Credit quality of highly indebted firms worsens: CRISIL

Ratings firm CRISIL on Monday warned that credit quality pressures intensified for highly leveraged firms, especially in the investment-linked and commodity sectors, in the first half of the current fiscal year.

Credit quality, however, improved for companies dependent on consumption or export demand as well as for those with low leverage, CRISIL said in a report that analysed risk profiles and ratings of companies.

CRISIL, owned by Standard & Poor's, considers companies with a debt-to-EBITDA ratio of more than 2.5 times as highly leveraged. EBITDA is short for earnings before interest, tax, depreciation and amortization.

The firm said that the debt-weighted credit ratio for the April-September period stayed below 1, which has been the trend over the past four years. The ratio was at 0.27 times, indicating that debt facing downward pressures is nearly four times the debt witnessing credit quality uptick, it said.

However, CRISIL upgraded more companies than it downgraded during the period. It upgraded 981 companies and downgraded 460. The number of upgrades rose 14.3 per cent from a year earlier, more than the 12.6 per cent pace in the second half of 2014-15.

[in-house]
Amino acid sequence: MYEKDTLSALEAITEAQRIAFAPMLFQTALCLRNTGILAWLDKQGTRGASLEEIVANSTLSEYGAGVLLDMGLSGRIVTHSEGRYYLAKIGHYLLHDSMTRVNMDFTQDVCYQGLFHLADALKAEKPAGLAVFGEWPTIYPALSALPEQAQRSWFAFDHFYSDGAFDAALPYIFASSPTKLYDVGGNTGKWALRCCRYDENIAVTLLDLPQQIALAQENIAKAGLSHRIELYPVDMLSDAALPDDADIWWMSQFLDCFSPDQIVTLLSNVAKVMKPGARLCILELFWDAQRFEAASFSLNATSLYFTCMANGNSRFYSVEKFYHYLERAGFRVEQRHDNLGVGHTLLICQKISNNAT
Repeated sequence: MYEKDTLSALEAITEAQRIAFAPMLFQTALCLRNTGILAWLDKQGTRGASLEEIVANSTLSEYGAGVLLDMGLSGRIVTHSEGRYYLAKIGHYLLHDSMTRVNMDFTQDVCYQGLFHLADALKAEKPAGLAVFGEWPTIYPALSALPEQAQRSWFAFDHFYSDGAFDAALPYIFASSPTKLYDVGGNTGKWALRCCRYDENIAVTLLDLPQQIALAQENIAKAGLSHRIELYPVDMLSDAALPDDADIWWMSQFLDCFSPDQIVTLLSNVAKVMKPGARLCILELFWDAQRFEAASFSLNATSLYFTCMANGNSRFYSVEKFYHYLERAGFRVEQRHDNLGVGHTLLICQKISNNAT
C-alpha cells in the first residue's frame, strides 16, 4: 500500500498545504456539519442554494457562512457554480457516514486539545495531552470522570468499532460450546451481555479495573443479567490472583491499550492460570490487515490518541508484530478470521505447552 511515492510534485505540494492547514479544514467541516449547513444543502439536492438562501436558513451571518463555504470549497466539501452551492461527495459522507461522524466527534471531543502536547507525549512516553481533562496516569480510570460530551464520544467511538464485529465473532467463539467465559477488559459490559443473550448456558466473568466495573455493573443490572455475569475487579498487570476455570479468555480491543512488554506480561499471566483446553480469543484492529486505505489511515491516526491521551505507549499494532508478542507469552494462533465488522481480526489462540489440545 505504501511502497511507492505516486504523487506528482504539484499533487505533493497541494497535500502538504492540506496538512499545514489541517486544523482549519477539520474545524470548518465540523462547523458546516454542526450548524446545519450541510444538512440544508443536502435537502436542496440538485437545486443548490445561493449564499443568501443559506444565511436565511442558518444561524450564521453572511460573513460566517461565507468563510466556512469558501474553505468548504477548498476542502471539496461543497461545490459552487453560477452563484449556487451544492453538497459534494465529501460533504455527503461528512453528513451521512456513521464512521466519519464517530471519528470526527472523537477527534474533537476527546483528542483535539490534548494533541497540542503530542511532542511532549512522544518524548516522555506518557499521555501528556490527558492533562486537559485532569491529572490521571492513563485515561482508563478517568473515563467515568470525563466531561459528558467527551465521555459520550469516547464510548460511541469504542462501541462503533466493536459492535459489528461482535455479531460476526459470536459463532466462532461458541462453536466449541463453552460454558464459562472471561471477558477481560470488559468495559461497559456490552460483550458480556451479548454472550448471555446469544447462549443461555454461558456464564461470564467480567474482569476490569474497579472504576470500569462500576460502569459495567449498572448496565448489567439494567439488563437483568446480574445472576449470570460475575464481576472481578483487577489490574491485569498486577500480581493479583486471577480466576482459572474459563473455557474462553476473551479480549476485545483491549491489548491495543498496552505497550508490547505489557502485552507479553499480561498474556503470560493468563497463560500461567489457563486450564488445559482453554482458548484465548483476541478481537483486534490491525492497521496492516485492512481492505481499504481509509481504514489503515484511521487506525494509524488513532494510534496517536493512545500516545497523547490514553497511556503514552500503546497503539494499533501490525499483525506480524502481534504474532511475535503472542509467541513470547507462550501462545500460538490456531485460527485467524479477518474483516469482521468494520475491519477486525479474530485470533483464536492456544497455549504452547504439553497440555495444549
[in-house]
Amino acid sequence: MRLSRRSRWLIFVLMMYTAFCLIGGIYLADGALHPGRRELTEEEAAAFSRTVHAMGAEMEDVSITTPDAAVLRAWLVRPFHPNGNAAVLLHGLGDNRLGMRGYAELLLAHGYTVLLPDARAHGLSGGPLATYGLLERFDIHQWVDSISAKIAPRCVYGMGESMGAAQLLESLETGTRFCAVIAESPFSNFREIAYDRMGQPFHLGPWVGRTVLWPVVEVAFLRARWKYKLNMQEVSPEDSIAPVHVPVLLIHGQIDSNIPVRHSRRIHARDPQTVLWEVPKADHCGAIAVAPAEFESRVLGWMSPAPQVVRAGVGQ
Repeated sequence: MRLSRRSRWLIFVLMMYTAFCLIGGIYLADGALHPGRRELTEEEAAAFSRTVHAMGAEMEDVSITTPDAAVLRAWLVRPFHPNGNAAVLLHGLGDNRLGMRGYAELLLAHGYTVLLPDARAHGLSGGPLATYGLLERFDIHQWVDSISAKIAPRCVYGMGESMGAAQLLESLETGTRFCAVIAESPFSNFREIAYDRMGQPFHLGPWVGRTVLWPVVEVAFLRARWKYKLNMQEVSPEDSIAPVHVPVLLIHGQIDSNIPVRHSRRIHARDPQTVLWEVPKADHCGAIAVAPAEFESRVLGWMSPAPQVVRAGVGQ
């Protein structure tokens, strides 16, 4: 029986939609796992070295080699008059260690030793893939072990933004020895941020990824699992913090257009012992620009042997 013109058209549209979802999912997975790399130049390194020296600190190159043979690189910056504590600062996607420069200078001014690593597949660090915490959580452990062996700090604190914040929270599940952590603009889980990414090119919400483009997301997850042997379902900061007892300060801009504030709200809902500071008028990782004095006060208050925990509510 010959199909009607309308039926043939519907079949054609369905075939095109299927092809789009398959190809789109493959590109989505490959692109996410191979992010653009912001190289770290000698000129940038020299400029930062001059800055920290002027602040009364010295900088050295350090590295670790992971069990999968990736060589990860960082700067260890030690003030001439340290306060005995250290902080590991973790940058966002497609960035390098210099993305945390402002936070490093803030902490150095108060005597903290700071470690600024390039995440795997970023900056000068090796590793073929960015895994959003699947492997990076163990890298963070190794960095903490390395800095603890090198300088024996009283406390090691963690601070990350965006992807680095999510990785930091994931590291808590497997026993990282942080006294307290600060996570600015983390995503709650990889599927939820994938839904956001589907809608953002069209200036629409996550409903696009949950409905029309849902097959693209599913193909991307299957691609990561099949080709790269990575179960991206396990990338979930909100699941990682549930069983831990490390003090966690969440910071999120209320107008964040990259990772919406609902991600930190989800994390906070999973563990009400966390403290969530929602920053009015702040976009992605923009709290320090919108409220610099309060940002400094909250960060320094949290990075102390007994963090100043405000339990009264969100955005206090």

The overall credit ratio, which shows the number of firms upgraded versus downgraded, improved to 2.13 times in the first half of this fiscal year from 1.68 times in 2014-15.

"More than two-thirds of the upgrades were primarily due to business-related factors, such as healthy demand, improved operating efficiency, and scale-up in operations. Improved liquidity accounted for a quarter of upgrades, and balance sheet strengthening for 7 per cent," the ratings firm said.

The report also noted that, despite weak liquidity, there was a marginal drop in the downgrade rate to 6.7 per cent.

In terms of sector-wise classification, the report said that the real estate sector had as many downgrades as upgrades. The construction and engineering sector had five upgrades for every two downgrades.

CRISIL said that broad-based improvement in India Inc’s credit quality will hinge on companies reducing the debt levels on their stretched balance sheets, significant improvement in investment demand and commodity prices, extent of interest rate reduction, and the government's ability to continue to push economic reforms.

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